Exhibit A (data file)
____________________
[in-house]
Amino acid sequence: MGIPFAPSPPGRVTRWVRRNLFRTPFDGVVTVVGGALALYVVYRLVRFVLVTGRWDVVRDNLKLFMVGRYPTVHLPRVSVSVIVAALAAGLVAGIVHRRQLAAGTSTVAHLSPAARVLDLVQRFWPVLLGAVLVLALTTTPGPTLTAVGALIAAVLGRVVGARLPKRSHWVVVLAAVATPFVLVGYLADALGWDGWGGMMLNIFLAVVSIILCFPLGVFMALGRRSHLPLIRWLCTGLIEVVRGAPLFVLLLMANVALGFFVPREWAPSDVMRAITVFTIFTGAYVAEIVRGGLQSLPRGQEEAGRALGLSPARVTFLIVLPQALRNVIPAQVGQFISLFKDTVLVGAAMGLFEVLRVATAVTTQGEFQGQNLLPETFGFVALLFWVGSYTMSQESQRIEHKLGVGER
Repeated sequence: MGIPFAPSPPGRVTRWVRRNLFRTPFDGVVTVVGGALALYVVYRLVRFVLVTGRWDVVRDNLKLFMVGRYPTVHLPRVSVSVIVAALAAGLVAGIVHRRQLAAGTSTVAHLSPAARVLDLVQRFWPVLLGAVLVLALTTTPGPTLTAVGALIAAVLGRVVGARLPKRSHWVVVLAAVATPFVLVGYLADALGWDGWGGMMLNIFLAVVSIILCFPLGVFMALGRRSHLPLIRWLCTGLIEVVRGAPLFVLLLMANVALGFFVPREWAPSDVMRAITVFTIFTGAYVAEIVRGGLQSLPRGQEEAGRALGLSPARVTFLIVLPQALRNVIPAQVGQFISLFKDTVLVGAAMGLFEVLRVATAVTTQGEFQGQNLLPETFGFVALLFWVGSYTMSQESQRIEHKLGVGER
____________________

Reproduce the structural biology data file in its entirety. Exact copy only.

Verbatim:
[in-house]
Amino acid sequence: MGIPFAPSPPGRVTRWVRRNLFRTPFDGVVTVVGGALALYVVYRLVRFVLVTGRWDVVRDNLKLFMVGRYPTVHLPRVSVSVIVAALAAGLVAGIVHRRQLAAGTSTVAHLSPAARVLDLVQRFWPVLLGAVLVLALTTTPGPTLTAVGALIAAVLGRVVGARLPKRSHWVVVLAAVATPFVLVGYLADALGWDGWGGMMLNIFLAVVSIILCFPLGVFMALGRRSHLPLIRWLCTGLIEVVRGAPLFVLLLMANVALGFFVPREWAPSDVMRAITVFTIFTGAYVAEIVRGGLQSLPRGQEEAGRALGLSPARVTFLIVLPQALRNVIPAQVGQFISLFKDTVLVGAAMGLFEVLRVATAVTTQGEFQGQNLLPETFGFVALLFWVGSYTMSQESQRIEHKLGVGER
Repeated sequence: MGIPFAPSPPGRVTRWVRRNLFRTPFDGVVTVVGGALALYVVYRLVRFVLVTGRWDVVRDNLKLFMVGRYPTVHLPRVSVSVIVAALAAGLVAGIVHRRQLAAGTSTVAHLSPAARVLDLVQRFWPVLLGAVLVLALTTTPGPTLTAVGALIAAVLGRVVGARLPKRSHWVVVLAAVATPFVLVGYLADALGWDGWGGMMLNIFLAVVSIILCFPLGVFMALGRRSHLPLIRWLCTGLIEVVRGAPLFVLLLMANVALGFFVPREWAPSDVMRAITVFTIFTGAYVAEIVRGGLQSLPRGQEEAGRALGLSPARVTFLIVLPQALRNVIPAQVGQFISLFKDTVLVGAAMGLFEVLRVATAVTTQGEFQGQNLLPETFGFVALLFWVGSYTMSQESQRIEHKLGVGER